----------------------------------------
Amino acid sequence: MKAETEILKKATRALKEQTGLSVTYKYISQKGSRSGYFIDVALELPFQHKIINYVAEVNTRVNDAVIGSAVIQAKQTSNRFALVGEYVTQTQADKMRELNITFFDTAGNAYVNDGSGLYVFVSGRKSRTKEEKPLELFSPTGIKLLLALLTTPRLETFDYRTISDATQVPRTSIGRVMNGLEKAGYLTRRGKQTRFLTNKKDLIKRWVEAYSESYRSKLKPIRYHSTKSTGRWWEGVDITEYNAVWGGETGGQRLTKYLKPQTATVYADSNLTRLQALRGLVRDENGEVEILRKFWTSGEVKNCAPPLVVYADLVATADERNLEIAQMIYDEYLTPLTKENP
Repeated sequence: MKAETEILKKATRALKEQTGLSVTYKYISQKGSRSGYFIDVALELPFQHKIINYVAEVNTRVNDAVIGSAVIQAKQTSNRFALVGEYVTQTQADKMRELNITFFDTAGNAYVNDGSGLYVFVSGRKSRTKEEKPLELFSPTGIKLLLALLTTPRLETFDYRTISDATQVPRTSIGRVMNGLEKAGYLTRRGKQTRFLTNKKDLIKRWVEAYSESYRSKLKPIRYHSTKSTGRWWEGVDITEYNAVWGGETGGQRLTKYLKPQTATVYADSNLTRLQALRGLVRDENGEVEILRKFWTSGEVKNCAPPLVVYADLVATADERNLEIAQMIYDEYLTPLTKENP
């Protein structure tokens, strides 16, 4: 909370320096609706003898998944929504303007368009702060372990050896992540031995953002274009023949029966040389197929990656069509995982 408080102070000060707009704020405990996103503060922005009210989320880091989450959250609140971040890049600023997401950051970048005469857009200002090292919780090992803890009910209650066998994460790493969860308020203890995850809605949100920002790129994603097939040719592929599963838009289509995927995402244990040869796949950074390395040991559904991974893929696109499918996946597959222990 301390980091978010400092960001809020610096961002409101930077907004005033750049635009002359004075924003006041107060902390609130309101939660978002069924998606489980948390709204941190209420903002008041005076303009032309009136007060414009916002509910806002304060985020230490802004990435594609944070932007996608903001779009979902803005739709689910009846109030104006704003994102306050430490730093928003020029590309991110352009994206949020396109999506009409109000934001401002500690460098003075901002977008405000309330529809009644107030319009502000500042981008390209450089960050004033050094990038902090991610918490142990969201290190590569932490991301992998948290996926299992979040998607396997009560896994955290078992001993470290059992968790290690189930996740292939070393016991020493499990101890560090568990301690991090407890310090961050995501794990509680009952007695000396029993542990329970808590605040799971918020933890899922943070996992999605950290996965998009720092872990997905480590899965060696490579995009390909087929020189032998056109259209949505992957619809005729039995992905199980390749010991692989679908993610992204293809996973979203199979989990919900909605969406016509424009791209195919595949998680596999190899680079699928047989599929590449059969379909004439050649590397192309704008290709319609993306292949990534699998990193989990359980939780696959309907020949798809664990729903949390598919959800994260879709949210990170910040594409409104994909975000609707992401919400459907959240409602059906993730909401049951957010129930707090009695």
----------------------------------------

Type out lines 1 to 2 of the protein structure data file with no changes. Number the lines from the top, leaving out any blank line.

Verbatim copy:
Amino acid sequence: MKAETEILKKATRALKEQTGLSVTYKYISQKGSRSGYFIDVALELPFQHKIINYVAEVNTRVNDAVIGSAVIQAKQTSNRFALVGEYVTQTQADKMRELNITFFDTAGNAYVNDGSGLYVFVSGRKSRTKEEKPLELFSPTGIKLLLALLTTPRLETFDYRTISDATQVPRTSIGRVMNGLEKAGYLTRRGKQTRFLTNKKDLIKRWVEAYSESYRSKLKPIRYHSTKSTGRWWEGVDITEYNAVWGGETGGQRLTKYLKPQTATVYADSNLTRLQALRGLVRDENGEVEILRKFWTSGEVKNCAPPLVVYADLVATADERNLEIAQMIYDEYLTPLTKENP
Repeated sequence: MKAETEILKKATRALKEQTGLSVTYKYISQKGSRSGYFIDVALELPFQHKIINYVAEVNTRVNDAVIGSAVIQAKQTSNRFALVGEYVTQTQADKMRELNITFFDTAGNAYVNDGSGLYVFVSGRKSRTKEEKPLELFSPTGIKLLLALLTTPRLETFDYRTISDATQVPRTSIGRVMNGLEKAGYLTRRGKQTRFLTNKKDLIKRWVEAYSESYRSKLKPIRYHSTKSTGRWWEGVDITEYNAVWGGETGGQRLTKYLKPQTATVYADSNLTRLQALRGLVRDENGEVEILRKFWTSGEVKNCAPPLVVYADLVATADERNLEIAQMIYDEYLTPLTKENP